A group of HarborView homeowners wants to stop construction of what they allege is a commercial marina on their private property.
The PierHomes at HarborView Council alleges the marina would “unreasonably interfere” with the owners’ enjoyment of their homes, including the potential for sewage problems, according to a lawsuit filed Tuesday week in Baltimore City Circuit Court.
“They never bargained for having a public, commercial marina literally outside their windows,” said Norman L. Smith of Fisher & Winner LLP in Baltimore, one of the council’s lawyers.
Fifty-eight of PierHomes’ 88 properties sit on two concrete piers that jut into the Inner Harbor south of the American Visionary Art Museum. Two floating boat slips were built in 2008 along with the pier properties, one between the piers and one south of southernmost pier, according to the complaint.
The boat slips have not been used since construction because they lack electricity, sewer and fire suppression systems, according to the complaint. Still, materials promoting PierHomes to prospective buyers advertised access to a “private marina,” according to the complaint.
“The adjacent boat slips were not planned or built to meet the needs of a commercial marina,” the complaint states.
The lawsuit alleges Baltimore Harborview Marine Center LLC, which operates the marina just south of PierHomes, obtained a construction permit last year to build the commercial marina based on easement rights, according to the complaint. Construction began in January over homeowners’ objections, according to the complaint.
The lawsuit lists multiple reasons a commercial marina would “devalue and change the nature” of residents’ properties in addition violating zoning laws. The walkways to the slips would be closer than 20 feet from residents’ windows, for example, according to the lawsuit.
“It is inevitable that noise from engines and onboard drinking and socializing — all common to recreational boating — will completely change the residential character of the PierHomes residences,” the complaint states.
The pier also has no parking in close proximity to the boat slips as required by city zoning laws, which the plaintiffs claim will lead to double-parking outside homes and create “noise, congestion and security issues,” according to the lawsuit.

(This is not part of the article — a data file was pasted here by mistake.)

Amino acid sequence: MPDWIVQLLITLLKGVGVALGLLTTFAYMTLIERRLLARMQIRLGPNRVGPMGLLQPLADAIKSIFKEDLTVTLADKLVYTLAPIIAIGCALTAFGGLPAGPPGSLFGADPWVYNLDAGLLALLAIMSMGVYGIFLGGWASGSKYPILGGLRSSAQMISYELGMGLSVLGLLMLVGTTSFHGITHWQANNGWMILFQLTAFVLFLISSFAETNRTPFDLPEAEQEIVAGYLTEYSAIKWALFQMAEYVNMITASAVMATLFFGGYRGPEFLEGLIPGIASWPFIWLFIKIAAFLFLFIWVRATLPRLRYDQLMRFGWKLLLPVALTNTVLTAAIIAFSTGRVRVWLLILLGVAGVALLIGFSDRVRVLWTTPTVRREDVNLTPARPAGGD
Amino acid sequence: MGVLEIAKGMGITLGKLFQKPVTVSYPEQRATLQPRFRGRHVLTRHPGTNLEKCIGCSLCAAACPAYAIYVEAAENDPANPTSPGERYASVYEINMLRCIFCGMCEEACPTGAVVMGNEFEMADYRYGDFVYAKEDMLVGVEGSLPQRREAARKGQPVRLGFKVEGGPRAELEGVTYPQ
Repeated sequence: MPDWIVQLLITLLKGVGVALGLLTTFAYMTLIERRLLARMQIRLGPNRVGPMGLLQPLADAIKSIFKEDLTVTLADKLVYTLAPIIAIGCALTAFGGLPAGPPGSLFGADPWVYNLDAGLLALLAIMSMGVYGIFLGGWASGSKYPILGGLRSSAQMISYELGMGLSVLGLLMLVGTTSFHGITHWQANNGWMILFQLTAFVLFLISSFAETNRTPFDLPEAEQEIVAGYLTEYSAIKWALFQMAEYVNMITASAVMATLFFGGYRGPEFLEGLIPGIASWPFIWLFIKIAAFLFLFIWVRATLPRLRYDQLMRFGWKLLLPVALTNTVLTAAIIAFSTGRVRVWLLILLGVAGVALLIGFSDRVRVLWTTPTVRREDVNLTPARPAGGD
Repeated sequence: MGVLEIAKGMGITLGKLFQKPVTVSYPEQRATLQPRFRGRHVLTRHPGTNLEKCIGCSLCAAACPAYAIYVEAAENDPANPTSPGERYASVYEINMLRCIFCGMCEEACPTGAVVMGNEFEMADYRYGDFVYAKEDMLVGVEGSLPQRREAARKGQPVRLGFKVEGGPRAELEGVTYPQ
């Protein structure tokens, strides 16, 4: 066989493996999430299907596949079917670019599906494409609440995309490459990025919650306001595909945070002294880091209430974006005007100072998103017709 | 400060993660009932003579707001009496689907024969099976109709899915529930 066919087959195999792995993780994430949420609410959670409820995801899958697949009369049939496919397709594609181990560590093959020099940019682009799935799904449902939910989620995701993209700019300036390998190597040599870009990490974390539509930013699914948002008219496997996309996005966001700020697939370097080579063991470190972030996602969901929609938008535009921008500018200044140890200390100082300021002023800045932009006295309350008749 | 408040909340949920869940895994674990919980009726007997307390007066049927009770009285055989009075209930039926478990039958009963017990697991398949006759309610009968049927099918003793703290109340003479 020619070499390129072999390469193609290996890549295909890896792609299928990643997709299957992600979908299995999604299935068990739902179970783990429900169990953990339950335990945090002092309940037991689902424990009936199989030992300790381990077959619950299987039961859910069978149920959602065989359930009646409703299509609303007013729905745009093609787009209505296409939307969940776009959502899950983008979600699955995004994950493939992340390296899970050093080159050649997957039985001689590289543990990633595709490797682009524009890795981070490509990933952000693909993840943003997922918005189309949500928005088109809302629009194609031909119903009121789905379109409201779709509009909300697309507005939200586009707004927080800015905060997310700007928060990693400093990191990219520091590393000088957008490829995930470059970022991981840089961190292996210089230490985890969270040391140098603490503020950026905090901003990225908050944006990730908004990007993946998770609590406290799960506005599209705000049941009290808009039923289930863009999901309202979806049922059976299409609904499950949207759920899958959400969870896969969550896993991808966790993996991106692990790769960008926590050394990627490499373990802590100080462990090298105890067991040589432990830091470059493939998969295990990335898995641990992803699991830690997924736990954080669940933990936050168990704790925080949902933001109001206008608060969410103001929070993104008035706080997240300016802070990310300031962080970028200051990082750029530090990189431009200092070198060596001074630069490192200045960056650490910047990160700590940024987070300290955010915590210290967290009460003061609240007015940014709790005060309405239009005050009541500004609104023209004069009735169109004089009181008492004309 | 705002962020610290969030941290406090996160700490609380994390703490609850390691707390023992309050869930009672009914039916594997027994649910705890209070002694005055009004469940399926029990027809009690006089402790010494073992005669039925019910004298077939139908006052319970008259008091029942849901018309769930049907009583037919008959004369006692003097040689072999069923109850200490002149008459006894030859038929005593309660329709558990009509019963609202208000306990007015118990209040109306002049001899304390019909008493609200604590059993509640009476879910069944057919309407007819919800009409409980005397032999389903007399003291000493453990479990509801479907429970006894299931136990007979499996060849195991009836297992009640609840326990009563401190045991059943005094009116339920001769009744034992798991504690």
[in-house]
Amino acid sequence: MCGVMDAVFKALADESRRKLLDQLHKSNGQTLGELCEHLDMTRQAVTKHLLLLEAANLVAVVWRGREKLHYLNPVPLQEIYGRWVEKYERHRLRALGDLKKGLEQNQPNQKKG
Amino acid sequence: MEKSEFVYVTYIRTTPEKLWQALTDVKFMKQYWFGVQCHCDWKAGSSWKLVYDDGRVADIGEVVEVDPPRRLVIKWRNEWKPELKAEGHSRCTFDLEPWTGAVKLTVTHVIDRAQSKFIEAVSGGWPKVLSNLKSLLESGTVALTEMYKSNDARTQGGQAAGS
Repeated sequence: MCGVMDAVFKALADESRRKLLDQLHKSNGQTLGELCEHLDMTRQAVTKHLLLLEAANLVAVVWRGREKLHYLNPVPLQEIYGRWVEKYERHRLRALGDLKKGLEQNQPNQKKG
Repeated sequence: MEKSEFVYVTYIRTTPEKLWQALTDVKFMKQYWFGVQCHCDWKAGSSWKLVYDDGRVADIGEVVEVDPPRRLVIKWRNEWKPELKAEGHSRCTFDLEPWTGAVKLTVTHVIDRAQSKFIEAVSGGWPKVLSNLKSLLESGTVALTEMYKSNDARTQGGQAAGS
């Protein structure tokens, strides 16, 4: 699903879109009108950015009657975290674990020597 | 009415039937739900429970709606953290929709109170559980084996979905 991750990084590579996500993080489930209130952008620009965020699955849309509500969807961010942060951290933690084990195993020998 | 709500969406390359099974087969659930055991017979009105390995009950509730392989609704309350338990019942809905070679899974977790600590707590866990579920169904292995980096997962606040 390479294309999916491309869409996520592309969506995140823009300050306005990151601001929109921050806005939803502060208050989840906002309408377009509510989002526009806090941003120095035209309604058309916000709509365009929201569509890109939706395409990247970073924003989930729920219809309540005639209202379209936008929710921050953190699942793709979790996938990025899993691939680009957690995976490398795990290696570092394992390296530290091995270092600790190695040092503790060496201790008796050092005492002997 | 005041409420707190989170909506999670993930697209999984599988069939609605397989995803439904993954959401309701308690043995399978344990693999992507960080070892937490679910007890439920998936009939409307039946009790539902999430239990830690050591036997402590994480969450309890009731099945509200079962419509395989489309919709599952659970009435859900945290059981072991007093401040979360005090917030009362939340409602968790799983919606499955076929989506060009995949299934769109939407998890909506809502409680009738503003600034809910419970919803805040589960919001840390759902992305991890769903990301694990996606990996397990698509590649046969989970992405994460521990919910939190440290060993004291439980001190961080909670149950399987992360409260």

And connecting the marina to the community’s sewer system would increase both the size of the system and the chances for unfortunate side effects, the lawsuit states.
“Whenever boats are connected to the system … there will exist the potential for the release of offensive odors which, particularly during the summer season, are unacceptable in a luxury residential development,” the lawsuit states.
Even without construction, the existing boat slips are 30 percent closer to PierHomes than the minimum distance permitted by the city’s fire code, while the homes’ windows and doors are not fire-rated, according to the complaint.
“The boat slips, which are located close to residences on three sides, create an unacceptable risk that if fire breaks out on any boat, it will quickly spread to other boats … and potentially to the residences,” the complaint states.
Kevin J. Pascale of Pascale Stevens LLC in Baltimore, a lawyer for Baltimore Harborview Marine Center, declined to comment on the lawsuit.
The marine center is part of Baltimore Marine Centers, which operates five marinas around the Inner Harbor and is named as a defendant in the lawsuit.
Franklin C. Wise, who is listed in the lawsuit as BMC’s resident agent, did not respond to a request for comment. Wise is also listed as resident agent for defendant HV PierHomes LLC and is chief operating officer and general counsel for HarborView Properties Development Co., which built homes in the HarborView community.
The case is The PierHomes at HarborView Council v. Harborview Marina and Yacht Club Community Association Inc. et al., 24C15002565.